Prestianni, Cyrille , Hilton, Jason , Gerrienne, Philippe .
“Xenotheca” and Pseudosporogonites: two Belgian acupulate seeds?
Accumulating evidence indicates that the first major seed plant radiation occurred during the Late Devonian. Fourteen species have now been recognized, 7 of which have been collected from Belgian localities. Late Devonian seeds are comprised of 5 broadly defined groups of which 4 include cupulate representatives. Aglosperma Hilton from Britain has previously been interpreted as lacking a cupule and has been used to characterize the acupulate early seed group. Aglosperma is most similar to the Belgian species “Xenotheca” bertrandii Stockmans and Pseudosporogonites hallei Stockmans, neither of which have been previously subjected to detailed investigation. We present new information on the Belgian species and conclude that they are very similar with each other and most likely belong to the same genus. Both are radially symmetrical ovules with 4 flat integumentary lobes that are fused to one another towards the chalaza only. The integument surrounds a megasporangium with probable hydrasperman-type pollen chamber. However, some specimens of both species show an additional structure that inconspicuously covers the base of the integument. This structure is interpreted as a small cupule. Presence of this small cupule excludes the specimens from the acupulate early seed group and their features differ markedly from those of the type species of “Xenotheca”. Results question the existence of an acupulate early seed group and have led to re-examination of Aglosperma in search of a small cupule at the base of the integument.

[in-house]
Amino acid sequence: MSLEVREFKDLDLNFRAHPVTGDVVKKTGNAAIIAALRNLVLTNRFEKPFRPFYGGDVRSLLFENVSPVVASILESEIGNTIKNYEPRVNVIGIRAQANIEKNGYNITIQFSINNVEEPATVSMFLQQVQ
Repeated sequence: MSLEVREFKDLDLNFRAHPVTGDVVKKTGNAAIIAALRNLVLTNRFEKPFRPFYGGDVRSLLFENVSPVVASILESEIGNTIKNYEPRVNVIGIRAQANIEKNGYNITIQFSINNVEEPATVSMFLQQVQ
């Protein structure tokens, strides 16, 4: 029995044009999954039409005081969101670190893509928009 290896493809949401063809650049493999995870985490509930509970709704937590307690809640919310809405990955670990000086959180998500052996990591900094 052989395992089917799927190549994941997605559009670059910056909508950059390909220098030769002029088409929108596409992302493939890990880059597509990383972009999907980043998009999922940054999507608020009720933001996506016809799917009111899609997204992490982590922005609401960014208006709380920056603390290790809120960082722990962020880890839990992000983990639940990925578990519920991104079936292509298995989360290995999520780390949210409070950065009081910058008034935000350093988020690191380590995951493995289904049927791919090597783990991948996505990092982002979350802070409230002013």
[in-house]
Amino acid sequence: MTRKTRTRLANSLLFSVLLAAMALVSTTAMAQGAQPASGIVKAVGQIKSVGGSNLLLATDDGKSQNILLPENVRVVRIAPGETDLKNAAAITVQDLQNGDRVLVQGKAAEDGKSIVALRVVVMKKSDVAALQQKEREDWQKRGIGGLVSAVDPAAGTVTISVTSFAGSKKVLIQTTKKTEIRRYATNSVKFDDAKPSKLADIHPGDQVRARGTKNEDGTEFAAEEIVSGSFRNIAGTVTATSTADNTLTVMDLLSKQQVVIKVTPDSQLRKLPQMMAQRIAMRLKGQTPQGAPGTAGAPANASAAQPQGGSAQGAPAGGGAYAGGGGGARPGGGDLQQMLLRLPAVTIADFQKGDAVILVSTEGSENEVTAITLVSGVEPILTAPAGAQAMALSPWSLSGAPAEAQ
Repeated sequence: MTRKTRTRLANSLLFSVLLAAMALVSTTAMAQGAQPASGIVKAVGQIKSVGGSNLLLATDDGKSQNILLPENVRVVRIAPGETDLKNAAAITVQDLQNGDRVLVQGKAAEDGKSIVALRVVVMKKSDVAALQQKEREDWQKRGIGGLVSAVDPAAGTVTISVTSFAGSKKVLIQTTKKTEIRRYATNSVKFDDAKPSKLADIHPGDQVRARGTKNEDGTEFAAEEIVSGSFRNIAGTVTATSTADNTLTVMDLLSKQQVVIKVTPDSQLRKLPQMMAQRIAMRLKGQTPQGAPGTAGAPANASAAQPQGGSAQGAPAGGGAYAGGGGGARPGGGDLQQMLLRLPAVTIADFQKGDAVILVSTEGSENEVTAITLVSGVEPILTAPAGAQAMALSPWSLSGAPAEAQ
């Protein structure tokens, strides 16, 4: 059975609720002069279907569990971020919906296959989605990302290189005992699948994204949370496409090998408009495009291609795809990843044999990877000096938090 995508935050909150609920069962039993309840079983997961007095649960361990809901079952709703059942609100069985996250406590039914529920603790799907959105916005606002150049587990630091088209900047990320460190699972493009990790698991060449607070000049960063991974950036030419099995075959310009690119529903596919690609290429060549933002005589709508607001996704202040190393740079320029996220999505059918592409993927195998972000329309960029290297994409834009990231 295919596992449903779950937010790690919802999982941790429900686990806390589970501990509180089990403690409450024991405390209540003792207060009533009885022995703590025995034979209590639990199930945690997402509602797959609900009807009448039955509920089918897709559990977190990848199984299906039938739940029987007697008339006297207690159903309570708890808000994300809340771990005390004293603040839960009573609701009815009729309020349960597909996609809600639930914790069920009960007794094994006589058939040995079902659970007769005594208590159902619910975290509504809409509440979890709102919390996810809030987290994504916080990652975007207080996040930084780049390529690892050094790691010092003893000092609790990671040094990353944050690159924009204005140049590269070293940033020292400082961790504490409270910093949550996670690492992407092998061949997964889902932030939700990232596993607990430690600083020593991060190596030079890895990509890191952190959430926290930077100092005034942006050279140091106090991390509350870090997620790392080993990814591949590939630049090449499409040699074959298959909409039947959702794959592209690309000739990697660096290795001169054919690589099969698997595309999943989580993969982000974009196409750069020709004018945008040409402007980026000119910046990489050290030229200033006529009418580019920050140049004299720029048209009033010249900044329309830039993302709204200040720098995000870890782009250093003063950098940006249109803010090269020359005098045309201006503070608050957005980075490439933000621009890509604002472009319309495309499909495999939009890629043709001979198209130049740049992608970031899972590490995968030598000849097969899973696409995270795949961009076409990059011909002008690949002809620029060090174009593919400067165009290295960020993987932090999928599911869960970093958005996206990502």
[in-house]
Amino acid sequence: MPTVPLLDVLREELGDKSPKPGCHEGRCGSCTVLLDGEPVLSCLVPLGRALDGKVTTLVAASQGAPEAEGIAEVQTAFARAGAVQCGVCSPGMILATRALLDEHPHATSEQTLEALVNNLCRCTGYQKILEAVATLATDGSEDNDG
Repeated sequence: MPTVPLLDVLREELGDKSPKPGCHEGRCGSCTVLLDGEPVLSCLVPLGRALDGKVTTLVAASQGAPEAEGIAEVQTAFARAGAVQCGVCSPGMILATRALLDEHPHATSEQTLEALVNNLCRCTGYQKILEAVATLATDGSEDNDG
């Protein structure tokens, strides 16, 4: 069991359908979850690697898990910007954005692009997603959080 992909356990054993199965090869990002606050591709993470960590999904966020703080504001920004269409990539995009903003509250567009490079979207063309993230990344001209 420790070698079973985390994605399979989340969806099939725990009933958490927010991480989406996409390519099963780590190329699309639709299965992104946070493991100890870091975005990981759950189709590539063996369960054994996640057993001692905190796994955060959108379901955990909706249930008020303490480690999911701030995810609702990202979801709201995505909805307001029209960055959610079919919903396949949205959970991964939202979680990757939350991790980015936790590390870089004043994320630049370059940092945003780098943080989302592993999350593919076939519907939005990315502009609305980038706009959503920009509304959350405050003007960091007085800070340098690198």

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1 - Universite de Liege, Géologie, unité P.P.M., Allée du 6 aout B18, Liège, 4000, Belgium
2 - University of Birmingham, School of Geography, Earth and Environmental Sciences, G5 Aston Webb Building, Edgbaston, Birmingham, B152TT, United Kingdom
Presentation Type: Oral Paper:Papers for Sections
Date: Monday, July 28th, 2008
Time: 8:30 AM